Internet-connected and driverless cars could be targets for hackers—potentially including terrorists and hostile nations—so the automotive industry must ensure vehicles have built-in cybersecurity protection, a top U.S. Justice Department official said.
"There is no Internet-connected system where you can build a wall that's high enough or deep enough to keep a dedicated nation-state adversary or a sophisticated criminal group out of the system," John Carlin, U.S. assistant attorney general for national security, said Tuesday at an auto industry conference in Detroit.
The burgeoning market for cars connected to the Internet is expected to be valued at about $42 billion by 2025, with more than 220 million vehicles on the roads.
Companies are expanding investments in telematics, which combines computers and wireless technology to provide services such as infotainment and real-time traffic updates to moving vehicles.
Toyota Motor Corp., Google, Ford Motor Co., and Baidu Inc. intend to introduce driverless cars in as soon as five years.
U.S. agencies and regulators are trying to make the auto industry more aware of cyber threats and quicker in acting to plug security gaps, Carlin said, and agencies can share information about threats with companies.
"This will be the next battlefront," Carlin told reporters after his keynote speech at the SAE 2016 World Congress. "Right now what we have is this combination of carrots and sticks, and there's not a one-size-fits-all protocol that's been mandated by statute."
Hacking a Jeep
MIAMI, FL - JULY 24: A Fiat Chrysler Jeep Grand Cherokee is seen on a sales lot as the company announced it is recalling about 1.4 million Dodges, Jeeps, Rams and Chryslers vehicles equipped with certain radios on July 24, 2015 in Miami, Florida. The recall was announced after hackers were able to manipulate remotely a Jeep Cherokee's computer software. (Photo by Joe Raedle/Getty Images)
Questions about the auto industry's responsiveness were raised last year when Fiat Chrysler Automobiles NV waited 18 months to tell federal safety regulators about a security flaw in radios being installed in more than a million vehicles that security researchers exploited in July, seizing control of a Jeep just to show it could be done.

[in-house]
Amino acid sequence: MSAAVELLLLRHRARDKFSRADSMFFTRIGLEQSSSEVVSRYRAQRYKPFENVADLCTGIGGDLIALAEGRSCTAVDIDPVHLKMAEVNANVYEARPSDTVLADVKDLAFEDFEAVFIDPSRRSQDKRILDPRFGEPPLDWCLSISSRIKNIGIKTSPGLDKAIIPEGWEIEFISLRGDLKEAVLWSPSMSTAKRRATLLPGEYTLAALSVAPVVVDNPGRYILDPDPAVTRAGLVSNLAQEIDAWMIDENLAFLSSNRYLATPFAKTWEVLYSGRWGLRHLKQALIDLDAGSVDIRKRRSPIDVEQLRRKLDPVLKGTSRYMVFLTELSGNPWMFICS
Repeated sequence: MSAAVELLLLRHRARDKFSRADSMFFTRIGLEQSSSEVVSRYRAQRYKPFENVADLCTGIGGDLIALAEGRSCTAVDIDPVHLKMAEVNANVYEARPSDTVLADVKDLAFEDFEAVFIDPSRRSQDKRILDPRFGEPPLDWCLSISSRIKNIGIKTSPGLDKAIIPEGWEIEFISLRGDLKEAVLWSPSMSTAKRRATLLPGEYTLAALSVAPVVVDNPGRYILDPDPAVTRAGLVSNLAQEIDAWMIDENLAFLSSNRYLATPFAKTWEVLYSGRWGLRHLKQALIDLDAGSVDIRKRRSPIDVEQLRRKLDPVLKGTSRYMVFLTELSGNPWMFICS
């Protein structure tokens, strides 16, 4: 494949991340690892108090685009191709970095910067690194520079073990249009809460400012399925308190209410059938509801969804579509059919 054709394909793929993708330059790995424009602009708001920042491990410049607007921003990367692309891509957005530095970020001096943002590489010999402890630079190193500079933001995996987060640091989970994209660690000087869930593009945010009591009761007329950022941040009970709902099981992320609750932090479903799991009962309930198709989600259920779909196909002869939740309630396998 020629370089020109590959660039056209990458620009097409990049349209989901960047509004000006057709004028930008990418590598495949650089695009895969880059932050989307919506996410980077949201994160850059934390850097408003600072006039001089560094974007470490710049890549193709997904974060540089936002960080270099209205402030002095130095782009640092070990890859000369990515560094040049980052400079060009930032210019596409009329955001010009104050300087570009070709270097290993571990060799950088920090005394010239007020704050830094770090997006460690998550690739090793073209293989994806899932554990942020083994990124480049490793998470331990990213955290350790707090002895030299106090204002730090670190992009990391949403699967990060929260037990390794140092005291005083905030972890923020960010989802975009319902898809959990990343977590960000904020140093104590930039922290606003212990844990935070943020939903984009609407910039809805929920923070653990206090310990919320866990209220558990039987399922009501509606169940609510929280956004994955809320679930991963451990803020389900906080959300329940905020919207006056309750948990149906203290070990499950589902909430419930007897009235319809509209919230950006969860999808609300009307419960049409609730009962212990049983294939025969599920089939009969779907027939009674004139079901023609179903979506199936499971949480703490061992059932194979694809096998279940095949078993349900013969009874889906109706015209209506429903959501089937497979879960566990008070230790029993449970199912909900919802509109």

The episode led to the recall of almost 1.5 million vehicles—the first auto recall prompted by cybersecurity concerns.
Carlin said government agencies and companies across different industries are in the "early days" of dealing with rapid technological change and with laws and regulations on cybersecurity that are "very unsettled."
For the most part, the government encourages companies to take steps voluntarily to secure their products and services.
U.S. officials also want the auto industry to be aware of threats that other industries face and think about ways to work together and with the government to safeguard emerging technologies, according to Carlin.
Hackers of all varieties could try to do harm through connected cars, he said.
"If you were able to do something that could affect a large scale of an industry—like 100,000 cars—you could see that being in the arsenal of a nation-state's tool kit as a new form of warfare," he said.
"We've seen rogue nation states try to assassinate those that do not share their beliefs," Carlin said. "If they were able to do it remotely through a car, I don't see why they consider that a safe zone."
(Photo by Alex Wong/Getty Images)